On the second last day of January, 2012, Sydney turns on a day so bright and shiny, it feels like a celebration. After so much rain this summer, suddenly there is dazzling light everywhere. All the trees look lush and deeply green, their foliage well-rinsed.
At 10 am, it’s 30 degrees. As I walk from the Cathedral Car Park toward Pitt Street, there is cool shade under the Port Jackson figs in Hyde Park, but a burst of cicadas greets me when I emerge into sunlight again at the big crossing over Park Street – a high decibel blast, twinned with whipper-snippers trimming the grass.
I’m on my way to a meeting with my publisher, John Knight, at Pitt Street Poetry. That also feels like something to celebrate. The book of poetry John is preparing to publish has been ‘in progress’ since 1999. I finished it – finally (I’d imagined it was finished several times before), almost unbelievably – when I was in Paris last year.
As many of the poems in the book owed their existence to Paris and a previous residency there in 1994, there was something very right and deeply satisfying about completing the collection back in the place where it began, but even so it was a long time to be working on a manuscript, so I’m relieved and grateful that it’s now on the way to becoming a real book.
And not just ‘a’ book, but a book in three forms: a new-fashion e-book; a traditional paperback; and a ‘beautiful’ book, a limited edition version with specially commissioned artwork. It’s a wonderful reward for my long wait.
At our meeting today, I’m going to meet the artist John has chosen. He’s a youngish Sydney artist named Oliver Watts. I’ve seen some of his paintings and liked them, and Oliver has read my poems and said hopefully that he’s keen to try to make art to go with them – but so far we haven’t met. Nor has there been any real discussion about what exactly this art could be like!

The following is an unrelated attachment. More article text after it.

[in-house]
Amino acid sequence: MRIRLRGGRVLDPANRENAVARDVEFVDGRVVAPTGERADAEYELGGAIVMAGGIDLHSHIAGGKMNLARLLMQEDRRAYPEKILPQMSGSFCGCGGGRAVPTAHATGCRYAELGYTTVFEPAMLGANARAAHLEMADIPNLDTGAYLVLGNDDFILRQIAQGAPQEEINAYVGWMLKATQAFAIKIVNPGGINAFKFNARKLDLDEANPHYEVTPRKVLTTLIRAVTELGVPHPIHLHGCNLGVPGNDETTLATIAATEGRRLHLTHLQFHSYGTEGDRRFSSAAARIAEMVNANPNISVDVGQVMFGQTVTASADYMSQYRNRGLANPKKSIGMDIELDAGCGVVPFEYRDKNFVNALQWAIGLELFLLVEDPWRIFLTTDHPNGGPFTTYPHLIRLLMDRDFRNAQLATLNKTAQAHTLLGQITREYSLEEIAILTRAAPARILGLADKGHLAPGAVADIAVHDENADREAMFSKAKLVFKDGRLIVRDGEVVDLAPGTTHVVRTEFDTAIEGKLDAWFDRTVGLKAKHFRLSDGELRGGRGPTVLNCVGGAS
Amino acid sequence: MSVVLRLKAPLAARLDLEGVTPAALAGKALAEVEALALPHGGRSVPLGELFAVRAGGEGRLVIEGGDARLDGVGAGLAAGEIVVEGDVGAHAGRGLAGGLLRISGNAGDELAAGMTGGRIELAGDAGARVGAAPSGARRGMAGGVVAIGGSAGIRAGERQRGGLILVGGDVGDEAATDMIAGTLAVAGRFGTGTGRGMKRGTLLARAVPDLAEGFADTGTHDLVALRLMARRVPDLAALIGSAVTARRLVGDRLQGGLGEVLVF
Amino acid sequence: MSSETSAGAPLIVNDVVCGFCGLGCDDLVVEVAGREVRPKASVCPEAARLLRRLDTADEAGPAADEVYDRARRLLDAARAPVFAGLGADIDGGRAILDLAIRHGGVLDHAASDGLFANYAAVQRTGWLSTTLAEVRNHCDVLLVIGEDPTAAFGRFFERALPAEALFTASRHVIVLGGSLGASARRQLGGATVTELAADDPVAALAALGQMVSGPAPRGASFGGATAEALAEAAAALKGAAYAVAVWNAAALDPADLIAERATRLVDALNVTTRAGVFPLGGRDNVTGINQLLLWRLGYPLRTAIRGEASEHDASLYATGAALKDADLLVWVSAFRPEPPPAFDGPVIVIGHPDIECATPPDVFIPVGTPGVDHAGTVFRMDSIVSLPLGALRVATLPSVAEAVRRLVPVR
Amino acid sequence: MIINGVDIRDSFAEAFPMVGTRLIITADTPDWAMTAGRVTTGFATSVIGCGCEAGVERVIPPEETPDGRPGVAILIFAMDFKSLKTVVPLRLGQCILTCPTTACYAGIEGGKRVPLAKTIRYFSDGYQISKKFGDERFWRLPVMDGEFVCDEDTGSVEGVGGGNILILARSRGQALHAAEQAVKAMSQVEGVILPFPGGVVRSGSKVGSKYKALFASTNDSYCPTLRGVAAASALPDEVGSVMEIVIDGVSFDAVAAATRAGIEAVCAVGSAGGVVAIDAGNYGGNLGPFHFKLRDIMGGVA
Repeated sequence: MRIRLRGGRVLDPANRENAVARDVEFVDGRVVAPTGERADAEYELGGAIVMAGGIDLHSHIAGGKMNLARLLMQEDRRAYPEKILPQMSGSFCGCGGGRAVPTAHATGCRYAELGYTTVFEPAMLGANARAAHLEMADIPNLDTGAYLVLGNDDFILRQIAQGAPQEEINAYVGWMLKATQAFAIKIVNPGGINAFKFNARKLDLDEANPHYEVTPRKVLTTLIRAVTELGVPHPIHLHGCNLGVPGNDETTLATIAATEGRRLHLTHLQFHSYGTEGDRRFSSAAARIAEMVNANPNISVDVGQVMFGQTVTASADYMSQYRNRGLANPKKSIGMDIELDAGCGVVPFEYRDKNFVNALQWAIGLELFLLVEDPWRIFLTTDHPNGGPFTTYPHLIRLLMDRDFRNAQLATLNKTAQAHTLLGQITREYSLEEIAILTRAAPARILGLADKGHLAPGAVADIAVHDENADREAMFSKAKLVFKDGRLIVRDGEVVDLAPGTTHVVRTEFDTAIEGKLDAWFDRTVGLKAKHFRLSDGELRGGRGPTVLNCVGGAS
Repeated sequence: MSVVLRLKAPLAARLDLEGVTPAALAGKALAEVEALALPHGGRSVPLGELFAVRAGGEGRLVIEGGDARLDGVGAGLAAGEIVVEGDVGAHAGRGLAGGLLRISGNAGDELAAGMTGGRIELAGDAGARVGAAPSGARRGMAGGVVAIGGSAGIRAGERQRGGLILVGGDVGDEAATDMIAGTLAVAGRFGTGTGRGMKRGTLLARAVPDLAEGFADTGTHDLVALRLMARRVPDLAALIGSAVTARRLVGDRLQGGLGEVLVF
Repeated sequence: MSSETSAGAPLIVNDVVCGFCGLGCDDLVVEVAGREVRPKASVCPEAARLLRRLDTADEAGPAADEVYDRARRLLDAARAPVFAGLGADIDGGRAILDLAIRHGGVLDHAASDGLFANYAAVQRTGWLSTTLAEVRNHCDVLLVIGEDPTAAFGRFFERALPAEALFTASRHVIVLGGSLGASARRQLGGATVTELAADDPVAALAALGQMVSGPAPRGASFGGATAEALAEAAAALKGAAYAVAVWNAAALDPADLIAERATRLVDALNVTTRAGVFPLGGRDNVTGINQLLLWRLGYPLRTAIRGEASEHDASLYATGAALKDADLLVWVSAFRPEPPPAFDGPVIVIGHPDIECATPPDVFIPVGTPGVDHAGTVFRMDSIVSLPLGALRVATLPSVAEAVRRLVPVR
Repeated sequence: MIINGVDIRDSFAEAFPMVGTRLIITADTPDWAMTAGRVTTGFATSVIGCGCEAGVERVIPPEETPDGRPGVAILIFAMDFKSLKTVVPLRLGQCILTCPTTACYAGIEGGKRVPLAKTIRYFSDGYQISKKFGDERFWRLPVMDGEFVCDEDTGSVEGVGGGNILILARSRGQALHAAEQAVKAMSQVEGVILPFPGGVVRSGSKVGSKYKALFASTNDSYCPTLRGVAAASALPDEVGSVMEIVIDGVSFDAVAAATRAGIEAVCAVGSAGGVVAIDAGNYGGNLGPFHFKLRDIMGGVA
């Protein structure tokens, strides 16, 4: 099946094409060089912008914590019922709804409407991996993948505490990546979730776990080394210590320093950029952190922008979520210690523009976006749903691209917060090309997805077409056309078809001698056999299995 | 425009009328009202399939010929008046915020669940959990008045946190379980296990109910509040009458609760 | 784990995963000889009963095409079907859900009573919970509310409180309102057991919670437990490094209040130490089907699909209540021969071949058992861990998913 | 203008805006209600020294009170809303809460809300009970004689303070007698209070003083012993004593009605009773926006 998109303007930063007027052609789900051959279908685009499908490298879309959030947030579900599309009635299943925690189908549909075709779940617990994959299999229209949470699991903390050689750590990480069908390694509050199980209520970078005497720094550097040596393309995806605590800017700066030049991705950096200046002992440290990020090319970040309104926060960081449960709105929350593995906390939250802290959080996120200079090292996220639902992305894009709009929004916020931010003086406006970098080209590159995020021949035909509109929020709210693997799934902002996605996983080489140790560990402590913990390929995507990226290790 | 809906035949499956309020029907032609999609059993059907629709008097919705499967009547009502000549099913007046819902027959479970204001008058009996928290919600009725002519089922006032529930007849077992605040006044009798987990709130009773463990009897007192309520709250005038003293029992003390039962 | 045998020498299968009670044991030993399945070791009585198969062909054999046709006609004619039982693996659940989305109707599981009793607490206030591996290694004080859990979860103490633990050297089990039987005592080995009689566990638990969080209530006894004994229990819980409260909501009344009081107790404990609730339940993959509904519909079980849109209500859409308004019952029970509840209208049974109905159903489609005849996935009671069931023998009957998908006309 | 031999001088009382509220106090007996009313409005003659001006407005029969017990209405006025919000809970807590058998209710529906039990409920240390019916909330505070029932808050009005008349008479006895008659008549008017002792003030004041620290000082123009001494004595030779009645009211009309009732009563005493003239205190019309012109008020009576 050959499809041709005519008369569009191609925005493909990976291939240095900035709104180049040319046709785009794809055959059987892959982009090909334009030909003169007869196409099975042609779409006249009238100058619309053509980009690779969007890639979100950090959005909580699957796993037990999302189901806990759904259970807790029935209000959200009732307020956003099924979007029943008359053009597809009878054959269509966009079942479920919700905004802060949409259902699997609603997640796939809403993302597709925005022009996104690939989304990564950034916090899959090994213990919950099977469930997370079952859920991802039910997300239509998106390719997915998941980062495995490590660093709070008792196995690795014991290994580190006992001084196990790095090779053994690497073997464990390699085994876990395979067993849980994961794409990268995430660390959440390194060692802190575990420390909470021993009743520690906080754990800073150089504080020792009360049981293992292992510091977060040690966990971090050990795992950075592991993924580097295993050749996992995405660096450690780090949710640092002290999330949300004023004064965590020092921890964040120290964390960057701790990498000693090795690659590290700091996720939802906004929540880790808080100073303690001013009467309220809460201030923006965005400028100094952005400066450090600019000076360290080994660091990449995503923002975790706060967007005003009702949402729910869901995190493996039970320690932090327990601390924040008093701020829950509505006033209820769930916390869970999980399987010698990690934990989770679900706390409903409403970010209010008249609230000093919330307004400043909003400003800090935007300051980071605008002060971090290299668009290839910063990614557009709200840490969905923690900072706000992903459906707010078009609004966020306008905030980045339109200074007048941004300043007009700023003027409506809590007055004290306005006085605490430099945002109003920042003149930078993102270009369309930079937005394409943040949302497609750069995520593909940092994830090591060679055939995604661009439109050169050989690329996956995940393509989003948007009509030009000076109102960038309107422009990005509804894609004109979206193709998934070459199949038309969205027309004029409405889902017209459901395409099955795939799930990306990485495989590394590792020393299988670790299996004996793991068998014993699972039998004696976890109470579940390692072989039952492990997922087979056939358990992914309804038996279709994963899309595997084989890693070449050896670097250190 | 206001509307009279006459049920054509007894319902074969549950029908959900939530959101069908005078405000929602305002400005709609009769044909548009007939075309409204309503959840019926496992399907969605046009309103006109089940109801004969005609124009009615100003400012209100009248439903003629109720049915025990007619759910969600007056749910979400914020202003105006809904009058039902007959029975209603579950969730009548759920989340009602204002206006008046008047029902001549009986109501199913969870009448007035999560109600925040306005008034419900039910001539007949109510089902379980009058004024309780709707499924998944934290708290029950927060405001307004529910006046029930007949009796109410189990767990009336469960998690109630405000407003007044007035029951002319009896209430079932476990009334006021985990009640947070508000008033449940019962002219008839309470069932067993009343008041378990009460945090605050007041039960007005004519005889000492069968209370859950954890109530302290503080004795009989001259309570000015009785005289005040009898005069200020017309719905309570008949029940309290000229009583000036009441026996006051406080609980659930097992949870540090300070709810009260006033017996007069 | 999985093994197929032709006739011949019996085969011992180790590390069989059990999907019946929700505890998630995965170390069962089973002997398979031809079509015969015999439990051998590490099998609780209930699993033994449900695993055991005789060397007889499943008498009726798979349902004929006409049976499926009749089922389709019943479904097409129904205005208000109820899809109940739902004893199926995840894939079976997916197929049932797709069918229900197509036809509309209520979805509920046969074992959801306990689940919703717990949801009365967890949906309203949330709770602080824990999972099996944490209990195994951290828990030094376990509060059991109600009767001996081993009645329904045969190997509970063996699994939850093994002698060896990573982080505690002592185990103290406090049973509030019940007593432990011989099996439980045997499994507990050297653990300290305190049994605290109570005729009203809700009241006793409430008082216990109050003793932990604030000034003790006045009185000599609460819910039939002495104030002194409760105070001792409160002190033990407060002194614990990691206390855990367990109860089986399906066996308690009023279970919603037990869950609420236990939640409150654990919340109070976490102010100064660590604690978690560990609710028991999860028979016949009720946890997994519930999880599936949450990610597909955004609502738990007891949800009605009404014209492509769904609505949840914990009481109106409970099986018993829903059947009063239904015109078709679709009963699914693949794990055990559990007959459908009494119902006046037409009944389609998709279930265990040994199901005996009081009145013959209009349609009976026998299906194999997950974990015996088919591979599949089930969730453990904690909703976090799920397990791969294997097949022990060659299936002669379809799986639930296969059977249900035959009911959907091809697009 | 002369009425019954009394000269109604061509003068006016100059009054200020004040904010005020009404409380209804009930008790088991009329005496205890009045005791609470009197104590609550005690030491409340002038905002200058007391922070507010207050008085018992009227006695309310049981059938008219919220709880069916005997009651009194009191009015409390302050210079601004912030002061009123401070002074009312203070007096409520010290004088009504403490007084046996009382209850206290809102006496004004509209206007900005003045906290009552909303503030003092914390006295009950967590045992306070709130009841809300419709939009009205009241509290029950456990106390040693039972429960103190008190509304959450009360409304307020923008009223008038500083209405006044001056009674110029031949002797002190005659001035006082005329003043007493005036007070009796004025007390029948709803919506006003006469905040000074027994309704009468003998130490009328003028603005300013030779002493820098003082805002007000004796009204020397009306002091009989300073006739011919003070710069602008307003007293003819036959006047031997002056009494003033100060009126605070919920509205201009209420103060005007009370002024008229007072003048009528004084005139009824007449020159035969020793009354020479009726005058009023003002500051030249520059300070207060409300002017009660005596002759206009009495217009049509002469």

That is what we talk about, tentatively, in the comparative calm of the light-filled office above busy Pitt Street. Oliver has brought along a workbook of sketches and I have my list of Contents for Travelling with the Wrong Phrase Books. My book is divided into six sections, so we decide to aim for six images, one to introduce each section, plus one for the cover. Probably line drawings?
Some of Oliver’s artwork is satirical, some is intensely lyrical. Sometimes he uses words in collages; sometimes he uses colours, which sing … Obviously, he is a talented artist – but how do you illustrate a poetry book?
I’m open to all possibilities. The only thing I know I don’t want is art which is too literal in its response to my words. I don’t want ‘illustrations’, but art which will complement the poetry.
The meeting goes well. It feels like a memorable event, not just to me, but to all the Pitt Street Poetry team. Photos are taken (you can see them on Pitt Street Poetry’s Facebook page!). We celebrate by having lunch at the Thai restaurant across the street. And then I wave Oliver goodbye and resolve to leave him in peace to do whatever artwork he chooses.
At this point, I think we are all very excited, but also a little nervous. Will it work? We’re not sure, but the possibility that it could, and that the result will be something very special – a beautiful book to treasure – is worth trying for.
Back at home, slightly dazed and still in some disbelief at what is happening, that night I write up notes of the day in my journal. I don’t want to jinx this project with Oliver, so that is where the account of the meeting stays – until there’s a development to report. I’ll tell you more about that in my next Jotting.